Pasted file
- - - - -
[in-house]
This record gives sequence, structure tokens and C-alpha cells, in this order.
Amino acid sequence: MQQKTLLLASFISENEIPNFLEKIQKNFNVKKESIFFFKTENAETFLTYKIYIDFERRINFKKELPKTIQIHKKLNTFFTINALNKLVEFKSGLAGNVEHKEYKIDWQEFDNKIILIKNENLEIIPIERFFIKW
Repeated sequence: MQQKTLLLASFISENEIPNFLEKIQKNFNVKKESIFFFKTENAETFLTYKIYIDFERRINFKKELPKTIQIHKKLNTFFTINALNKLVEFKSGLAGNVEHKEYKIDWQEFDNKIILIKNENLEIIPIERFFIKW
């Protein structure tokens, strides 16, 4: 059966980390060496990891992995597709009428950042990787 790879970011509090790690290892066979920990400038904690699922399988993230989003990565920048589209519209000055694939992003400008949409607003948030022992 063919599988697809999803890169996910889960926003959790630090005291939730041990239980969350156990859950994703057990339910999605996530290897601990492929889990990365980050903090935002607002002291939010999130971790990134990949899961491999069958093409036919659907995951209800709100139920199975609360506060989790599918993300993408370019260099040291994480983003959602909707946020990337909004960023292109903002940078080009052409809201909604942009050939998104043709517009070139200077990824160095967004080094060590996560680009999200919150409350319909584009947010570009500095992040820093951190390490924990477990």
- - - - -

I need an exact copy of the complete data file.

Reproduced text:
[in-house]
This record gives sequence, structure tokens and C-alpha cells, in this order.
Amino acid sequence: MQQKTLLLASFISENEIPNFLEKIQKNFNVKKESIFFFKTENAETFLTYKIYIDFERRINFKKELPKTIQIHKKLNTFFTINALNKLVEFKSGLAGNVEHKEYKIDWQEFDNKIILIKNENLEIIPIERFFIKW
Repeated sequence: MQQKTLLLASFISENEIPNFLEKIQKNFNVKKESIFFFKTENAETFLTYKIYIDFERRINFKKELPKTIQIHKKLNTFFTINALNKLVEFKSGLAGNVEHKEYKIDWQEFDNKIILIKNENLEIIPIERFFIKW
């Protein structure tokens, strides 16, 4: 059966980390060496990891992995597709009428950042990787 790879970011509090790690290892066979920990400038904690699922399988993230989003990565920048589209519209000055694939992003400008949409607003948030022992 063919599988697809999803890169996910889960926003959790630090005291939730041990239980969350156990859950994703057990339910999605996530290897601990492929889990990365980050903090935002607002002291939010999130971790990134990949899961491999069958093409036919659907995951209800709100139920199975609360506060989790599918993300993408370019260099040291994480983003959602909707946020990337909004960023292109903002940078080009052409809201909604942009050939998104043709517009070139200077990824160095967004080094060590996560680009999200919150409350319909584009947010570009500095992040820093951190390490924990477990």